Mixed Greens: A battery-powered peak solution? | RenewEconomy

Mixed Greens: A battery-powered peak solution?

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New claims lithium-ion power storage could challenge nat gas in peaking power by 2016; Tesla faces wider losses.

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Natural gas may face a challenge to its status as the perfect peaking power solution — not to mention the perfect partner for intermittent renewable resources — with the claim this week by A123 Systems’ CEO that falling prices for lithium-ion batteries will make power-storage systems competitive with natural gas as a source of electricity during periods of high demand by 2016. “In general, batteries will come down by about half in price from 2010 to 2015,” David Vieau told Bloomberg on Monday. Vieau says that improvements in battery chemistry and manufacturing will drive down prices and boost shelf life, making lithium-ion batteries a viable replacement for gas.

According to the report, A123 has shipped more than 90MW of its battery storage systems — which can provide anywhere between 10 kilowatts to 500 megawatts of power within milliseconds, and for up to eight hours at a time — to be used by utilities instead of gas-fired peaker plants for meeting short periods of peak demand, sometimes only a few hours a year. Bloomberg says that US utilities owned by AES Corp, Sempra Energy and Edison International have invested the technology. According to Vieau, the grid business now makes up 40-50 per cent of A123’s sales. The challenge now, he told Bloomberg, “is to demonstrate that they last 10 to 20 years.”

Gearing down

Elon Musk’s EV outfit Tesla Motors may have seen its loss widen in 2011’s final quarter as it wound down production and sales of $109,000 Roadster electric cars, Bloomberg reports. The average estimate of 11 analysts surveyed by Bloomberg was for a loss, excluding some items, of 62 cents a share. On that basis, says Bloomberg, Tesla reported a fourth-quarter loss of 47 cents a share in 2010’s fourth quarter. The company is due to release quarterly results on Thursday.

Tesla’s next great EV hope, the Model S sedan, is expected to go into production in mid-2012 and, with a base model priced at $57,400, is intended to expand the California-based company’s sales volume. “We believe Tesla is at the cusp of becoming a self-sustaining company, in terms of revenue, with a crisp execution of the Model S launch,” said Amir Rozwadowski, a New York-based analyst with Barclays Capital, in an interview. “A lot of the company’s future success will be determined by a successful launch of Model S. Investors are focused on that.”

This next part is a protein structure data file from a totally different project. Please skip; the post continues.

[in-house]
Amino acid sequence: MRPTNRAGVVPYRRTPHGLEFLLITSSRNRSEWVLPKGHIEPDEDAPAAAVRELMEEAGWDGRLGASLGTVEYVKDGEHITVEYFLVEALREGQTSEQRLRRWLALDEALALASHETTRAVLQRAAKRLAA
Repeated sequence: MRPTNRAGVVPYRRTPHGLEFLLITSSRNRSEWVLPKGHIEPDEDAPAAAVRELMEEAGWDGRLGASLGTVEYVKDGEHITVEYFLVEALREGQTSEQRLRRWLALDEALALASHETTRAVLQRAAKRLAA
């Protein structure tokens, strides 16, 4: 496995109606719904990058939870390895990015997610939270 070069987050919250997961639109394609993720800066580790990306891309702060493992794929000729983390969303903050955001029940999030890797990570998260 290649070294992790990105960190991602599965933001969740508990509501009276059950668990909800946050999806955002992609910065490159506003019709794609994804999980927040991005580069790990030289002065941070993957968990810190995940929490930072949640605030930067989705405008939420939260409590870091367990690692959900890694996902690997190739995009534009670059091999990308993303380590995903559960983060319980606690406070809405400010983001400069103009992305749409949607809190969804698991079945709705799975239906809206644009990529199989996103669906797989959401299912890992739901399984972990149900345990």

But auto sector analyst Alan Baum, principal of Baum & Associates, says that a widening of Tesla’s quarterly loss would affirm the views of the EV-maker’s critics: “The people who think electric vehicles are not ready for prime time are going to say yet again that Tesla is a failure,” Baum said.

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2 Comments
  1. Steve martin 9 years ago

    The Tesla car shows that electric cars can be fast and comparable with gasoline powered vehicles. However not many people can buy/use this vehicle – people need more practical cars. So perhaps like the original Volkswagen design strategy – build a car for the masses and it can look and feel nice…AND what happened to the “electric car” from GM (saturn division). Why is that all silent…..hmmm

  2. michael r james 9 years ago

    A123’s website is typically a bit opaque but I think I am correct in noting that, while the term “lithium ion” is correct, it really refers to LiFePO4 batteries, ie. lithium-iron. The previous drawbacks of this kind of battery (compared to the lithium-cobalt batteries used in laptops etc) have been solved by A123’s nano-electrode technology.

    The point is that different applications have different requirements. I understand that LiFePO4 is being developed especially where very large, static storage is required. Where weight is not a consideration, and where reliability and lifespan are more important. And of course the use of materials cheaper (and less toxic) than cobalt or other expensive materials used by some other kinds of battery technologies.

    It has been predicted that very large battery installations are attractive to electricity arbitragers–selling power to the grid at peak demand (thus peak spot prices which can be many fold higher than baseload power) which has historically been provided by gas turbine (which can be ramped up and down more quickly than most other power generators).

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